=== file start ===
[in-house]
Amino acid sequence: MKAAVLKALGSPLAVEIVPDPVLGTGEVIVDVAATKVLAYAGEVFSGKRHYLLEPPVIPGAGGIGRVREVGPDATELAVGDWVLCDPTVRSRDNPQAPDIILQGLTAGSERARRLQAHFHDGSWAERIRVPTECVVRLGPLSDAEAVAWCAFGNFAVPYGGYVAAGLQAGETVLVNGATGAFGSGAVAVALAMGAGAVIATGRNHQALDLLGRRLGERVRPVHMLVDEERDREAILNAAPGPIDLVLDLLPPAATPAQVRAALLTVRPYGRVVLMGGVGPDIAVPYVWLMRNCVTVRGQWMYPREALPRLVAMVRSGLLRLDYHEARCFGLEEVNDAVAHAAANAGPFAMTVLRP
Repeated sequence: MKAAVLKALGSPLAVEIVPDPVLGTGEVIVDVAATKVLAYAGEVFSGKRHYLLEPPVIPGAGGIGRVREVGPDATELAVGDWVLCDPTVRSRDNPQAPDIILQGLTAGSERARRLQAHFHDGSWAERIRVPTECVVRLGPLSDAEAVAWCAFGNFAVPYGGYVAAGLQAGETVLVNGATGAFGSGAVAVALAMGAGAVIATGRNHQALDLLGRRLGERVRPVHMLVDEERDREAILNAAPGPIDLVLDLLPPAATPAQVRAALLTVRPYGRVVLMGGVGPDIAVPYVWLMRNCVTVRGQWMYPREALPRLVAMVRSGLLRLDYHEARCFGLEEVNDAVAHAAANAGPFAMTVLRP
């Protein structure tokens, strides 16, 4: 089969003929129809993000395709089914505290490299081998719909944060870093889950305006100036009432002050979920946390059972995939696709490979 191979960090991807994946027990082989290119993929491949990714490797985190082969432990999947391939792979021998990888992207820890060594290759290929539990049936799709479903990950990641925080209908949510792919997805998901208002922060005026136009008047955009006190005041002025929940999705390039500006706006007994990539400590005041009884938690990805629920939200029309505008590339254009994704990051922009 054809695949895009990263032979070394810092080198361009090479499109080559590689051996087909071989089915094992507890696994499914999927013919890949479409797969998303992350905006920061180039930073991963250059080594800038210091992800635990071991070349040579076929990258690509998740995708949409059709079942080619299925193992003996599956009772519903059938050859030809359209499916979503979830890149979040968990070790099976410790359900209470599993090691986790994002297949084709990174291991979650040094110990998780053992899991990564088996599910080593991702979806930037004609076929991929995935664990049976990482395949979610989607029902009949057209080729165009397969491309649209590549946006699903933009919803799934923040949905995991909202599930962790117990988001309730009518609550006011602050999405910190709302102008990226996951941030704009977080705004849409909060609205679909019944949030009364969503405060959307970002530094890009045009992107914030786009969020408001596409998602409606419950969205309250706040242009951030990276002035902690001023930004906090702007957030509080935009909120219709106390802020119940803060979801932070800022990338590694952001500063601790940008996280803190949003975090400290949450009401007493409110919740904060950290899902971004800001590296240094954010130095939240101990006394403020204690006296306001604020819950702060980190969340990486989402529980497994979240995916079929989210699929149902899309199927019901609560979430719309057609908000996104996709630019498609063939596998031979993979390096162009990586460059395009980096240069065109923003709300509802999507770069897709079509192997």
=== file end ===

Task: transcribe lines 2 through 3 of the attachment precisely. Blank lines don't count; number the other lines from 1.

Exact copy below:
Amino acid sequence: MKAAVLKALGSPLAVEIVPDPVLGTGEVIVDVAATKVLAYAGEVFSGKRHYLLEPPVIPGAGGIGRVREVGPDATELAVGDWVLCDPTVRSRDNPQAPDIILQGLTAGSERARRLQAHFHDGSWAERIRVPTECVVRLGPLSDAEAVAWCAFGNFAVPYGGYVAAGLQAGETVLVNGATGAFGSGAVAVALAMGAGAVIATGRNHQALDLLGRRLGERVRPVHMLVDEERDREAILNAAPGPIDLVLDLLPPAATPAQVRAALLTVRPYGRVVLMGGVGPDIAVPYVWLMRNCVTVRGQWMYPREALPRLVAMVRSGLLRLDYHEARCFGLEEVNDAVAHAAANAGPFAMTVLRP
Repeated sequence: MKAAVLKALGSPLAVEIVPDPVLGTGEVIVDVAATKVLAYAGEVFSGKRHYLLEPPVIPGAGGIGRVREVGPDATELAVGDWVLCDPTVRSRDNPQAPDIILQGLTAGSERARRLQAHFHDGSWAERIRVPTECVVRLGPLSDAEAVAWCAFGNFAVPYGGYVAAGLQAGETVLVNGATGAFGSGAVAVALAMGAGAVIATGRNHQALDLLGRRLGERVRPVHMLVDEERDREAILNAAPGPIDLVLDLLPPAATPAQVRAALLTVRPYGRVVLMGGVGPDIAVPYVWLMRNCVTVRGQWMYPREALPRLVAMVRSGLLRLDYHEARCFGLEEVNDAVAHAAANAGPFAMTVLRP